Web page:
August 25, 2005 Lois McClure
Ship's Log
 
 

CREW MEMBER

Lianna Tennal
Lianna grew up in Arkansas, moving to Vermont in 1998 to work as a nanny. She has always loved boats, building her first rowboat when she was 12. She began building boats professionally with Adirondack Guide Boat in North Ferrisburgh, VT. She has been part of the building crew of Lois McClure from the moment the wood was milled for construction. She joins the Grand Journey midway and will be on board until October.


THE BEST OF VERMONT IN MANHATTAN
was fantastic! The schooner Lois McClure toured down to the World Financial Center in New York City, and on August 16 and 17, her sponsors, including Cabot Creamery and the State of Vermont, set up two days of fun and activities, showcasing all that Vermont has to offer.
See the showcase.

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Many Thanks to our Sponsors, without whom this trip would not have been possible:



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GREETINGS FROM THE CREW!

Kings Point
Lianna Tennal

Friday morning we got up rather early. Sarah and Erick were leaving to go to Rabble in Arms at the museum in Basin Harbor, VT, and the rest of us were taking Lois to Kings Point U.S. Merchant Marine Academy. We had a lot of “day trippers” for the journey – Kathleen’s sister Joanne and her son Michael, Sandy’s wife Susan and his sisters Susan and Judy, and my husband Don. Also Lynn McCrea of VPR was aboard, getting sounds and interviews from the crew. (Listen to us on VPR...)

We were off by 8:30am. I was a bit nervous since I had just arrived on Lois on Tuesday and hadn’t made a trip with her since last year. I was assigned to be a “roving fender” – someone who holds a fender over the side and goes quickly to wherever they’re needed to protect the boat from bumping things. But we didn’t come close to bumping anything. We were off to a smooth start.

There is a lot of traffic on the water around NYC. We had fun watching the bridges and buildings – Kathleen’s sister knew a lot about New York, and pointed things out and told stories. Passing Roosevelt Island, a big group of kids ran towards us, shouting out greetings and waving their arms, grabbing the fence between them and the water. They made such a racket! It was awesome. Sandy gave them a couple long toots on Churchill’s horn and they all were shocked into silence for a moment – then yelled “thank you!” and kept on waving as we went by.

A storm started up. We could see behind us dark clouds and rain starting over Manhattan. And then it caught us too – we all put on our rain gear. Lynn even recorded the sound of rain on our rain jackets.

It had stopped raining by the time we pulled into Kings Point, past the giant blue Kings Pointer, a training vessel for the Kings Point students, or Midshipmen, as we learned they’re called. A whole group of them met us at the dock to help us tie up. And no sooner did we have the walkway and railings up than a whole history class appeared. We weren’t opening the boat until Saturday, but Art talked to them about canal schooners as they stood on the dock. They gave us a very nice welcome. (See what Kings Point has to say about us...)

On Saturday we had a slow but steady stream of visitors. On my break, Don and I sat on the deck of the Kings Point Sailing Center and worked on writing thank-you cards to our wedding guests. Later in the afternoon, Lois became the site of a family reunion as members of Kathleen’s family just kept coming!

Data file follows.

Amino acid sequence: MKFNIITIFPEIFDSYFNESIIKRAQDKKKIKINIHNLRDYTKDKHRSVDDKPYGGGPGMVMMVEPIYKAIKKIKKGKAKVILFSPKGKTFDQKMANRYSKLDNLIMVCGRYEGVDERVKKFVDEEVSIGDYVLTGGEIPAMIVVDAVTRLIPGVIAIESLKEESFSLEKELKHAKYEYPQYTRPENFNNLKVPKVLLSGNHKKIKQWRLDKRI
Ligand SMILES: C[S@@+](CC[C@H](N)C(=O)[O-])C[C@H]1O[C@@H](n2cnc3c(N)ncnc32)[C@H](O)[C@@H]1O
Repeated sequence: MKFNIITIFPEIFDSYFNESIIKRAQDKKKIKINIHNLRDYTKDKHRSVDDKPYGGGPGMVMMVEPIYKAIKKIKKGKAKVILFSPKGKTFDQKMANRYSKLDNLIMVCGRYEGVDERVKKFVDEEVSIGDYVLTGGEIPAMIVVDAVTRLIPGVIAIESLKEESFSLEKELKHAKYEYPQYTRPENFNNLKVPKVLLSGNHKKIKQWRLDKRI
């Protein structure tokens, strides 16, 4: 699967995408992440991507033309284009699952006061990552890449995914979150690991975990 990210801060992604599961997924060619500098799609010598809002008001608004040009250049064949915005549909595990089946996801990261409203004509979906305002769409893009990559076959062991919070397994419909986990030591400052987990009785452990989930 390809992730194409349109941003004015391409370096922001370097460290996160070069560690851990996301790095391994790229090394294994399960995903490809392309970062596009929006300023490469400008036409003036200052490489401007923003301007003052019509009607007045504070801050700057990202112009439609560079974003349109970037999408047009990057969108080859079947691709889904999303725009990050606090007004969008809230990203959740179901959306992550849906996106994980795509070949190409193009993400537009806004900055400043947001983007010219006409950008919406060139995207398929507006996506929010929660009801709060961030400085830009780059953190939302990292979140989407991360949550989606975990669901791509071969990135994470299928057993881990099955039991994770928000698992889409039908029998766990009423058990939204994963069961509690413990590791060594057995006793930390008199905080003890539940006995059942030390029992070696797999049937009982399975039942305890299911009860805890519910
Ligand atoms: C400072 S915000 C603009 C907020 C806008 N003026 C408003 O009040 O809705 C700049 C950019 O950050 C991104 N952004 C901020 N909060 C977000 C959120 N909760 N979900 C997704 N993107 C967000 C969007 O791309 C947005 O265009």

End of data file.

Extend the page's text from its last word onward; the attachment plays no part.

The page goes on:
Then there was a wedding at the chapel, and the bride and groom came aboard for pictures. They got photos standing at the wheel “steering” together with the flag blowing in the wind behind them, and pictures leaning against the mast kissing. We threw rice at them as they left!

Kathleen and Roger took off to go be with their family. All our day trippers had gone too, including Don who’d gone back to Vermont. Art was heading home with his family, too, but first he had to go to a party. Philip Drumheller of Lane Press, a Kings Point graduate and former Master of Glomar Challenger, was giving a party – for the crew of Lois and for everyone at Kings Point. We all went – taking turns with who stayed behind with Lois McClure.

I stood around with my soda, feeling a bit shy of all the people I didn’t know, including the midshipmen in their bright white dress uniforms. But later, when lots of the midshipmen came on board to see the boat, I wasn’t a bit shy; we had some great conversations, partly due to my being on my home turf, and partly due to the fact that Lois McClure is one big conversation piece.

So after Art took off, there were just six of us left: Scudder, Kerry, Gary, Bill, Bob, and me. Sunday, we were invited to brunch at the mess hall by Captain Ferguson. Scudder got a tour of Kings Pointer. We were definitely treated well by everyone at Kings Point, though a couple of our crewmembers were a bit unnerved by being called “sir”!

Sunday and Monday we saw more folks who were all truly interested, stayed awhile, asked great questions, and were enthusiastic about the boat. Scudder mentioned, and I think we all felt it, how nice it was talking with the midshipmen who already had quite a bit of knowledge of, and interest in, boats and commerce.

We all visited the excellent American Merchant Marine Museum and a couple of us went swimming in the pool.

Monday afternoon the van came filled with food and new people: Elisa and Paul, Sarah and Erick, Lenny, and Steve Smith. Gary, Bill, and Bob said their goodbyes and took off quickly, ready to get home. They next morning we were leaving – the end of our time at Kings Point, and the beginning of my second week’s rotation on board Lois.


Phone: 802-475-2022